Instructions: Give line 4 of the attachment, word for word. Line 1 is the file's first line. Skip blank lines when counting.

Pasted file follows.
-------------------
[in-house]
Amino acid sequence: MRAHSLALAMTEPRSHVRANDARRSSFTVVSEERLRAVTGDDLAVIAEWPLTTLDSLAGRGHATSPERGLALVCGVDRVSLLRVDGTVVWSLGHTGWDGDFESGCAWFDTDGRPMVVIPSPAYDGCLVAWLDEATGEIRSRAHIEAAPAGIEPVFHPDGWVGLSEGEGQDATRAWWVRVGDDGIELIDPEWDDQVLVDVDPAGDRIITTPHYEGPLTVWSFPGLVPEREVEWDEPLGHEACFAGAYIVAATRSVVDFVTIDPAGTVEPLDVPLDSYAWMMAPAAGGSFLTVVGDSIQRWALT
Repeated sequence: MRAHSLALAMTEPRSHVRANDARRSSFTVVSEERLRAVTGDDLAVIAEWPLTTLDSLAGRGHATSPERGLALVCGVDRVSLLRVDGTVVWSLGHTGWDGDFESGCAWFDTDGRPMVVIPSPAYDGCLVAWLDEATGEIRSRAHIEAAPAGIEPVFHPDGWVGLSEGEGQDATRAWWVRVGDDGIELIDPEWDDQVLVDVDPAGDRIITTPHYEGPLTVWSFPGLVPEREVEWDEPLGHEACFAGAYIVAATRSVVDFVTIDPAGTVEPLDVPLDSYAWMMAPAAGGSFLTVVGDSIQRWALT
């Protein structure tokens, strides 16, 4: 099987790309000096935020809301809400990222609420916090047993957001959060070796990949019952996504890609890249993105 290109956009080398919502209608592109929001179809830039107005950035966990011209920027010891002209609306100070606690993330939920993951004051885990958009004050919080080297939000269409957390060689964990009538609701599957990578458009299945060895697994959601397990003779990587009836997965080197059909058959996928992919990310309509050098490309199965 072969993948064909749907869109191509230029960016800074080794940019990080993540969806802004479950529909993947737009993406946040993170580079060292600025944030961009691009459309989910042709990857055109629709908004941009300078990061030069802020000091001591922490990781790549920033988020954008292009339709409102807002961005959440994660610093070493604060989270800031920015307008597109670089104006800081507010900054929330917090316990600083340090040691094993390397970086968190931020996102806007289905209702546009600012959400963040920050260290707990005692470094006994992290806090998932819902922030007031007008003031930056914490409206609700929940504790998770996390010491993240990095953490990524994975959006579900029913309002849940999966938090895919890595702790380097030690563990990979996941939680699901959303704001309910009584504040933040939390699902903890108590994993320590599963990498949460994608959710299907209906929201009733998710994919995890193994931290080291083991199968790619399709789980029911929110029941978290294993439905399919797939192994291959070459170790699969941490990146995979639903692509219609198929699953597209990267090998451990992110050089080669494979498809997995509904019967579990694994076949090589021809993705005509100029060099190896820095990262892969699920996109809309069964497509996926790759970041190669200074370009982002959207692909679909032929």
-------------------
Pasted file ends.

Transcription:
């Protein structure tokens, strides 16, 4: 099987790309000096935020809301809400990222609420916090047993957001959060070796990949019952996504890609890249993105 290109956009080398919502209608592109929001179809830039107005950035966990011209920027010891002209609306100070606690993330939920993951004051885990958009004050919080080297939000269409957390060689964990009538609701599957990578458009299945060895697994959601397990003779990587009836997965080197059909058959996928992919990310309509050098490309199965 072969993948064909749907869109191509230029960016800074080794940019990080993540969806802004479950529909993947737009993406946040993170580079060292600025944030961009691009459309989910042709990857055109629709908004941009300078990061030069802020000091001591922490990781790549920033988020954008292009339709409102807002961005959440994660610093070493604060989270800031920015307008597109670089104006800081507010900054929330917090316990600083340090040691094993390397970086968190931020996102806007289905209702546009600012959400963040920050260290707990005692470094006994992290806090998932819902922030007031007008003031930056914490409206609700929940504790998770996390010491993240990095953490990524994975959006579900029913309002849940999966938090895919890595702790380097030690563990990979996941939680699901959303704001309910009584504040933040939390699902903890108590994993320590599963990498949460994608959710299907209906929201009733998710994919995890193994931290080291083991199968790619399709789980029911929110029941978290294993439905399919797939192994291959070459170790699969941490990146995979639903692509219609198929699953597209990267090998451990992110050089080669494979498809997995509904019967579990694994076949090589021809993705005509100029060099190896820095990262892969699920996109809309069964497509996926790759970041190669200074370009982002959207692909679909032929």